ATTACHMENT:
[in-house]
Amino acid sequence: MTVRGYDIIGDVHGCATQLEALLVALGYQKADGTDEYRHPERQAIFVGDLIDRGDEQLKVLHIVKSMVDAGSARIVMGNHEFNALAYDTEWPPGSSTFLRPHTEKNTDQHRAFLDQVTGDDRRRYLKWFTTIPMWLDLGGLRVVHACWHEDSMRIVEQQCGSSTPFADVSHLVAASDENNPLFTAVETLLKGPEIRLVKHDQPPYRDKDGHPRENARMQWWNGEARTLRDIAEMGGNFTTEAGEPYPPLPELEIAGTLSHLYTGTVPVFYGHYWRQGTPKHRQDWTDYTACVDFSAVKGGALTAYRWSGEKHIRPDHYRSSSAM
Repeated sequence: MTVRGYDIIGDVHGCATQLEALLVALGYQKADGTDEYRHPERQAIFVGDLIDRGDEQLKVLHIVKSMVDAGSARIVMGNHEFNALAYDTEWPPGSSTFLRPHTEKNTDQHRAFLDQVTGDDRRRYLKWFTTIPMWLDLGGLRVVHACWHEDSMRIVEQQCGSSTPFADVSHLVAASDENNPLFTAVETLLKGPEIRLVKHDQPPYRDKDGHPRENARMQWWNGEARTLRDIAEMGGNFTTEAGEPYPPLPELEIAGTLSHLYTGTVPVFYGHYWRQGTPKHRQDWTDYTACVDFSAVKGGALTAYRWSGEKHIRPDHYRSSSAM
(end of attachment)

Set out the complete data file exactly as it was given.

[in-house]
Amino acid sequence: MTVRGYDIIGDVHGCATQLEALLVALGYQKADGTDEYRHPERQAIFVGDLIDRGDEQLKVLHIVKSMVDAGSARIVMGNHEFNALAYDTEWPPGSSTFLRPHTEKNTDQHRAFLDQVTGDDRRRYLKWFTTIPMWLDLGGLRVVHACWHEDSMRIVEQQCGSSTPFADVSHLVAASDENNPLFTAVETLLKGPEIRLVKHDQPPYRDKDGHPRENARMQWWNGEARTLRDIAEMGGNFTTEAGEPYPPLPELEIAGTLSHLYTGTVPVFYGHYWRQGTPKHRQDWTDYTACVDFSAVKGGALTAYRWSGEKHIRPDHYRSSSAM
Repeated sequence: MTVRGYDIIGDVHGCATQLEALLVALGYQKADGTDEYRHPERQAIFVGDLIDRGDEQLKVLHIVKSMVDAGSARIVMGNHEFNALAYDTEWPPGSSTFLRPHTEKNTDQHRAFLDQVTGDDRRRYLKWFTTIPMWLDLGGLRVVHACWHEDSMRIVEQQCGSSTPFADVSHLVAASDENNPLFTAVETLLKGPEIRLVKHDQPPYRDKDGHPRENARMQWWNGEARTLRDIAEMGGNFTTEAGEPYPPLPELEIAGTLSHLYTGTVPVFYGHYWRQGTPKHRQDWTDYTACVDFSAVKGGALTAYRWSGEKHIRPDHYRSSSAM